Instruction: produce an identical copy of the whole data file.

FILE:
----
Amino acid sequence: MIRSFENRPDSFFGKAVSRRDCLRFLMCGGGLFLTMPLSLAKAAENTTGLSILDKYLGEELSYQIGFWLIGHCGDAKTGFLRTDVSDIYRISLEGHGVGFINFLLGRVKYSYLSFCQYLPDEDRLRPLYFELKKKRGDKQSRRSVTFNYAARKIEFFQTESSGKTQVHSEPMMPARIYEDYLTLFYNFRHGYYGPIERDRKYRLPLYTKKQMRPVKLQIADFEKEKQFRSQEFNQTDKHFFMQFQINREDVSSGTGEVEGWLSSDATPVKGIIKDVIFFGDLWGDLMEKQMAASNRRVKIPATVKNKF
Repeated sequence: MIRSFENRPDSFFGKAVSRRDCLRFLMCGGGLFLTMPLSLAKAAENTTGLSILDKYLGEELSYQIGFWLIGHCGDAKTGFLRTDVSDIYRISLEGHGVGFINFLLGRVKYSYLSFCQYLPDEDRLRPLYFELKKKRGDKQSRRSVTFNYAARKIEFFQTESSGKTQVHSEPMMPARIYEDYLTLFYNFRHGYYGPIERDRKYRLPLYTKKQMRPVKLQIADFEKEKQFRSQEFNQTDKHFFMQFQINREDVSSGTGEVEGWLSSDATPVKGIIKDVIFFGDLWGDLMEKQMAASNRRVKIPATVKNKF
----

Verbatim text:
Amino acid sequence: MIRSFENRPDSFFGKAVSRRDCLRFLMCGGGLFLTMPLSLAKAAENTTGLSILDKYLGEELSYQIGFWLIGHCGDAKTGFLRTDVSDIYRISLEGHGVGFINFLLGRVKYSYLSFCQYLPDEDRLRPLYFELKKKRGDKQSRRSVTFNYAARKIEFFQTESSGKTQVHSEPMMPARIYEDYLTLFYNFRHGYYGPIERDRKYRLPLYTKKQMRPVKLQIADFEKEKQFRSQEFNQTDKHFFMQFQINREDVSSGTGEVEGWLSSDATPVKGIIKDVIFFGDLWGDLMEKQMAASNRRVKIPATVKNKF
Repeated sequence: MIRSFENRPDSFFGKAVSRRDCLRFLMCGGGLFLTMPLSLAKAAENTTGLSILDKYLGEELSYQIGFWLIGHCGDAKTGFLRTDVSDIYRISLEGHGVGFINFLLGRVKYSYLSFCQYLPDEDRLRPLYFELKKKRGDKQSRRSVTFNYAARKIEFFQTESSGKTQVHSEPMMPARIYEDYLTLFYNFRHGYYGPIERDRKYRLPLYTKKQMRPVKLQIADFEKEKQFRSQEFNQTDKHFFMQFQINREDVSSGTGEVEGWLSSDATPVKGIIKDVIFFGDLWGDLMEKQMAASNRRVKIPATVKNKF